UCLA law students support Yurok Tribe in navigating food sovereignty

Nicole Hansen was one of three law school students who worked to improve food safety and sovereignty for the Native American Yurok Tribe in northern California. (Courtesy of Nicole Hansen) Three UCLA law students helped a Native American tribe in California navigate decades of legal framework that inhibited their food sovereignty.

The Yurok Tribe’s ancestral territory stretches through northern California, including a reservation along the Klamath River.

As a result of colonialism, Yurok territory was forcibly reduced to what is now the current Yurok reservation, said Lauren van Schilfgaarde, director of the UCLA Tribal Legal Development Clinic.

The UCLA Tribal Legal Development Clinic and the Frank G. Wells Environmental Law Clinic collaborated on a two-part project last semester that contributed to the Yurok’s food sovereignty efforts.

The tribe’s ancestral territory is now divided into a patchwork of national and state parks, as well as privately owned land.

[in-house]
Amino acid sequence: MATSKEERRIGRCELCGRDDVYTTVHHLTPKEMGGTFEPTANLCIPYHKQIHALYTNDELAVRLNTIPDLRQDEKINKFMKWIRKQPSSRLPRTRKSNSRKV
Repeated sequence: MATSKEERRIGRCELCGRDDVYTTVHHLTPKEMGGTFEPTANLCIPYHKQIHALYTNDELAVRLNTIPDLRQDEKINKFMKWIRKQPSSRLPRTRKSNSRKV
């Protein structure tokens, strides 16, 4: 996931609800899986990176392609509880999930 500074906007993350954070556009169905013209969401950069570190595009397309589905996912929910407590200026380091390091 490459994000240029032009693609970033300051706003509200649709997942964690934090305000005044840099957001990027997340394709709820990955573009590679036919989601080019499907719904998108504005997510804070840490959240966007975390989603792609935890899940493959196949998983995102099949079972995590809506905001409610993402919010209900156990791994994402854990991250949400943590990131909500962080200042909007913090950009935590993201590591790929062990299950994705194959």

Each land status has different regulations that variably impact hunting, the control of plants and animals and Yurok access to the land. These regulations inhibit the Yurok’s ability to harvest and protect culturally significant species or to harvest in culturally meaningful ways, van Shilfgaarde said.

The project was third-year law student Nick Bascom’s second time working with the Yurok Tribe.“It just seems really perverse to say, ‘You can be great caretakers of this land, but we won’t allow you to sort of carry out this traditional hunting and gathering that has always been a part of your culture,’” Bascom said.Until the Yurok’s rights to harvest in their ancestral […]

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